Seems a bit redundant, doesn’t it? We writers talk about all the vagaries of plotting and characterization, pacing and conflict, but when it’s all said and done, actually sitting down to write is often the biggest obstacle to overcome. Know anyone who has claimed to want to write a novel or has planned to for years and never done so? Know anyone who has 10-100 pages of 37 different novels sitting on their hard drive? Likely you have come across someone in either of these categories. The simple fact of the matter is, sitting down to write and doing it consistently over a long period of time is incredibly difficult to do.
Maintaining that drive for weeks, months, or even years takes its toll. Creative energy ebbs and flows, life gets in the way, self gets in the way, and any number of other things pull your fingers away from the keyboard. More often than not though, this is an internal struggle. It takes a great deal of patience and discipline to be a writer. Novels don’t just write themselves and typically you don’t sit down and crank one out in a few days. I’m a big proponent of patience in all things, and writing is up toward the top of my list. Things don’t always go well when you write. It can become a slogfest. It can frustrate. Nothing can seem to go write. You can convince yourself you suck. All things work to pull you away from the keyboard. It’s a continuous struggle that probably plagues most writers most of the time no matter how long they’ve been writing.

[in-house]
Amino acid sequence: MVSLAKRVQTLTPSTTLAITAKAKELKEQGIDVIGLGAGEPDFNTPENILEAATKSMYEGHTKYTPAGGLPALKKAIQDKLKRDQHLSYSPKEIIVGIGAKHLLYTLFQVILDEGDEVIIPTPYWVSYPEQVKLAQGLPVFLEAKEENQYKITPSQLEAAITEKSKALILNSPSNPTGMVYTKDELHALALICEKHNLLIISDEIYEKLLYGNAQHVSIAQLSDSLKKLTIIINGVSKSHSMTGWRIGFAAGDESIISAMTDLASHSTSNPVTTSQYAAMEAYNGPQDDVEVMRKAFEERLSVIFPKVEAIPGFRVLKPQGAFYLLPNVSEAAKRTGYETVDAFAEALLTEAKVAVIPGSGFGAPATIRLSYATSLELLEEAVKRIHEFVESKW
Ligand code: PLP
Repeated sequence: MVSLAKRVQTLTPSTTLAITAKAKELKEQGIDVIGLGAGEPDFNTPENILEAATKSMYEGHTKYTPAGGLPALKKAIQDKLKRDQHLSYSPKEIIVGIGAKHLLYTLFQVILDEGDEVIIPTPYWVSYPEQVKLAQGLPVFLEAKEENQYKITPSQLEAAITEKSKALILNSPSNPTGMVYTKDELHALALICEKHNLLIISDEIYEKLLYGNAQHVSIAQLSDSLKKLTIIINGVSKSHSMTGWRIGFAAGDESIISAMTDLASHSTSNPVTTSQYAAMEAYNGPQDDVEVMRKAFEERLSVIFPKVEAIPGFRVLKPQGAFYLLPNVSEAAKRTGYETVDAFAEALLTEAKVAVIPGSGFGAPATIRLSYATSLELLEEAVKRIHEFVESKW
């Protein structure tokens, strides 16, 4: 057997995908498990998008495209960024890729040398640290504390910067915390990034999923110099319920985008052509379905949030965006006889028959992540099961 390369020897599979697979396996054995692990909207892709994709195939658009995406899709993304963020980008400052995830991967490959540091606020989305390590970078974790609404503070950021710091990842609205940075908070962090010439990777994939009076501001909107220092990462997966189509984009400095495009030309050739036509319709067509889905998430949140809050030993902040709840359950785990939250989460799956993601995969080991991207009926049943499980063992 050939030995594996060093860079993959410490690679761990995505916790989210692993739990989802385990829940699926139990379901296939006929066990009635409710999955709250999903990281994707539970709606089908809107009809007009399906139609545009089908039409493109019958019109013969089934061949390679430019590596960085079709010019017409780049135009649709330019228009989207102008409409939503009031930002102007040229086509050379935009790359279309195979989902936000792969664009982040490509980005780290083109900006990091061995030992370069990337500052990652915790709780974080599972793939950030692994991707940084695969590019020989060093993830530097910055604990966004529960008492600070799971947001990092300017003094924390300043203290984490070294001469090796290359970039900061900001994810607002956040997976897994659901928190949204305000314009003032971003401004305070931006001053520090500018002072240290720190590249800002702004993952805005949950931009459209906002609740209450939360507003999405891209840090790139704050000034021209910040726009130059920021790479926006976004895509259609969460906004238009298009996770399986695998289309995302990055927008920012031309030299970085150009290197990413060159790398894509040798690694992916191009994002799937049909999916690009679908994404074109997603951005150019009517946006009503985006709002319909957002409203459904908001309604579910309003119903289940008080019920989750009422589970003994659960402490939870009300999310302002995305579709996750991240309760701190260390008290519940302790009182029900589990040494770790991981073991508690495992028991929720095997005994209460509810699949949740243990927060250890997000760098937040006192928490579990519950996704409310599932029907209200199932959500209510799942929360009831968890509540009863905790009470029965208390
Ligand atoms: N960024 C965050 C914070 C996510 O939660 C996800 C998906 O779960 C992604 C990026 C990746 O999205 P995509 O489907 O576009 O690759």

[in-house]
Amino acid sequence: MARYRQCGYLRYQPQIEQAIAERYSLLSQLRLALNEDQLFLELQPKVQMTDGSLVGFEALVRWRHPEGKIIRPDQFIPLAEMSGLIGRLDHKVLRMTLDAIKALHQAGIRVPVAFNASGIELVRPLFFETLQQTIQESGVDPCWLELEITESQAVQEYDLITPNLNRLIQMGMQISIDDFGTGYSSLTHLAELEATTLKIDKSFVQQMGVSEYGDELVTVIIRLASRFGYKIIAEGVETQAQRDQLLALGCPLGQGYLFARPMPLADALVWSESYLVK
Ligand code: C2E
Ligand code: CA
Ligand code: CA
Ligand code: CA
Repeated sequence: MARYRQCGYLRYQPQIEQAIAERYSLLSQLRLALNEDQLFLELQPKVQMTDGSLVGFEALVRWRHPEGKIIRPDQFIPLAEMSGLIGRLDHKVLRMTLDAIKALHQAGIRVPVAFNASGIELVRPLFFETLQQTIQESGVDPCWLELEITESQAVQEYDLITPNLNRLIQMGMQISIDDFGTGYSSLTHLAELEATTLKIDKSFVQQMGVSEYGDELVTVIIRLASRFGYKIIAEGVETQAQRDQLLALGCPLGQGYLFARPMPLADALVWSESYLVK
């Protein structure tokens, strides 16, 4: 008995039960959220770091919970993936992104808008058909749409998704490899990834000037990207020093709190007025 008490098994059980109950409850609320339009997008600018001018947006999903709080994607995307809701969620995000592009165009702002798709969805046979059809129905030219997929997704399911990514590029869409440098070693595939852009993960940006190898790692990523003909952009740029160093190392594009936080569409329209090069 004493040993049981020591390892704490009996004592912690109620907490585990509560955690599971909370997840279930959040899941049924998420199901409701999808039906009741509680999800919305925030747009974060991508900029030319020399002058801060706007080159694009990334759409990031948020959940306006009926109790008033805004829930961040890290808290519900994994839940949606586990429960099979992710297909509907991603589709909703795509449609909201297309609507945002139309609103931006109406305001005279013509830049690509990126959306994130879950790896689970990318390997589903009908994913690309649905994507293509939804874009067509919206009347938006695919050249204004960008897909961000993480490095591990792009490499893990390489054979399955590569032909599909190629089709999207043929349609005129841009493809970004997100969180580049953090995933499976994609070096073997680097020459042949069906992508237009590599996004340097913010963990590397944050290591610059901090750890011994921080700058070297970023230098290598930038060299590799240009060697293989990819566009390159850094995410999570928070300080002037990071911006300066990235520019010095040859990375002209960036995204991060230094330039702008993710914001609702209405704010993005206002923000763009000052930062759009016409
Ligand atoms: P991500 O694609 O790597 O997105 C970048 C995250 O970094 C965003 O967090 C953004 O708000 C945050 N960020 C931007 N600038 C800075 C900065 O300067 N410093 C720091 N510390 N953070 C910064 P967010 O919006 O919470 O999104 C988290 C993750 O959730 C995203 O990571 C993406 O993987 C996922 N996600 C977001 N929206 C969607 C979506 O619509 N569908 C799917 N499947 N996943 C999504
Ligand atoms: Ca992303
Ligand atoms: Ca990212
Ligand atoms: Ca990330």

So, if you are going to focus on one thing as a writer, especially as a new one, put your efforts into understanding and figuring out how to deal with the fact that it’s very, very hard to write over the long haul. If you honestly can’t do it, then maybe you shouldn’t be a writer. Simple as that. Doesn’t make you a worse person for it, but this is a profession full of discipline and tolerance for things moving at a slow pace, which is even more difficult in this modern world where things seem to be better the quicker they move.